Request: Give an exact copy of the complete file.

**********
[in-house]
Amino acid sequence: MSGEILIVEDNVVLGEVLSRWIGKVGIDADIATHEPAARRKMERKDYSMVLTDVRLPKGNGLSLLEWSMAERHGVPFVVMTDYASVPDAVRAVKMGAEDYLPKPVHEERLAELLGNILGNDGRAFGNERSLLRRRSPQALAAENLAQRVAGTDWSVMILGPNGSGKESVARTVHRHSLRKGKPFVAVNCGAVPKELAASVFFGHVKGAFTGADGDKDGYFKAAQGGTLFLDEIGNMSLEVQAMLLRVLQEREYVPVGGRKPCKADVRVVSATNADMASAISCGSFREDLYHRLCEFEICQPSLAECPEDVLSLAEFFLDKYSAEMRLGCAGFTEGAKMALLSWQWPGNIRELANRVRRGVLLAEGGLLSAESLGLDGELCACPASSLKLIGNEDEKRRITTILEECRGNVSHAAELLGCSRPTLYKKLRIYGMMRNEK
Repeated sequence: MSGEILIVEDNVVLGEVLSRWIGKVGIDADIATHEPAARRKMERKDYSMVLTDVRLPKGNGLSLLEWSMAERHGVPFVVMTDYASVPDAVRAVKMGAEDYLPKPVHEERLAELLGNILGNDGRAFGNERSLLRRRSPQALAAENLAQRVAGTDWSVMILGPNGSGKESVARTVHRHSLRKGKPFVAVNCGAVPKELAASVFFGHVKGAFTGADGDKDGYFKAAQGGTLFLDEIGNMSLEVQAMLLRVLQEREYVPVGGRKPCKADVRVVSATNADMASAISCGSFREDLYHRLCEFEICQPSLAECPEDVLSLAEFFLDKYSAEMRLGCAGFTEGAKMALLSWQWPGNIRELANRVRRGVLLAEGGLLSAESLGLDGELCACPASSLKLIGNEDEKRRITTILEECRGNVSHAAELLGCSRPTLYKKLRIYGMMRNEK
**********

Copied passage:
[in-house]
Amino acid sequence: MSGEILIVEDNVVLGEVLSRWIGKVGIDADIATHEPAARRKMERKDYSMVLTDVRLPKGNGLSLLEWSMAERHGVPFVVMTDYASVPDAVRAVKMGAEDYLPKPVHEERLAELLGNILGNDGRAFGNERSLLRRRSPQALAAENLAQRVAGTDWSVMILGPNGSGKESVARTVHRHSLRKGKPFVAVNCGAVPKELAASVFFGHVKGAFTGADGDKDGYFKAAQGGTLFLDEIGNMSLEVQAMLLRVLQEREYVPVGGRKPCKADVRVVSATNADMASAISCGSFREDLYHRLCEFEICQPSLAECPEDVLSLAEFFLDKYSAEMRLGCAGFTEGAKMALLSWQWPGNIRELANRVRRGVLLAEGGLLSAESLGLDGELCACPASSLKLIGNEDEKRRITTILEECRGNVSHAAELLGCSRPTLYKKLRIYGMMRNEK
Repeated sequence: MSGEILIVEDNVVLGEVLSRWIGKVGIDADIATHEPAARRKMERKDYSMVLTDVRLPKGNGLSLLEWSMAERHGVPFVVMTDYASVPDAVRAVKMGAEDYLPKPVHEERLAELLGNILGNDGRAFGNERSLLRRRSPQALAAENLAQRVAGTDWSVMILGPNGSGKESVARTVHRHSLRKGKPFVAVNCGAVPKELAASVFFGHVKGAFTGADGDKDGYFKAAQGGTLFLDEIGNMSLEVQAMLLRVLQEREYVPVGGRKPCKADVRVVSATNADMASAISCGSFREDLYHRLCEFEICQPSLAECPEDVLSLAEFFLDKYSAEMRLGCAGFTEGAKMALLSWQWPGNIRELANRVRRGVLLAEGGLLSAESLGLDGELCACPASSLKLIGNEDEKRRITTILEECRGNVSHAAELLGCSRPTLYKKLRIYGMMRNEK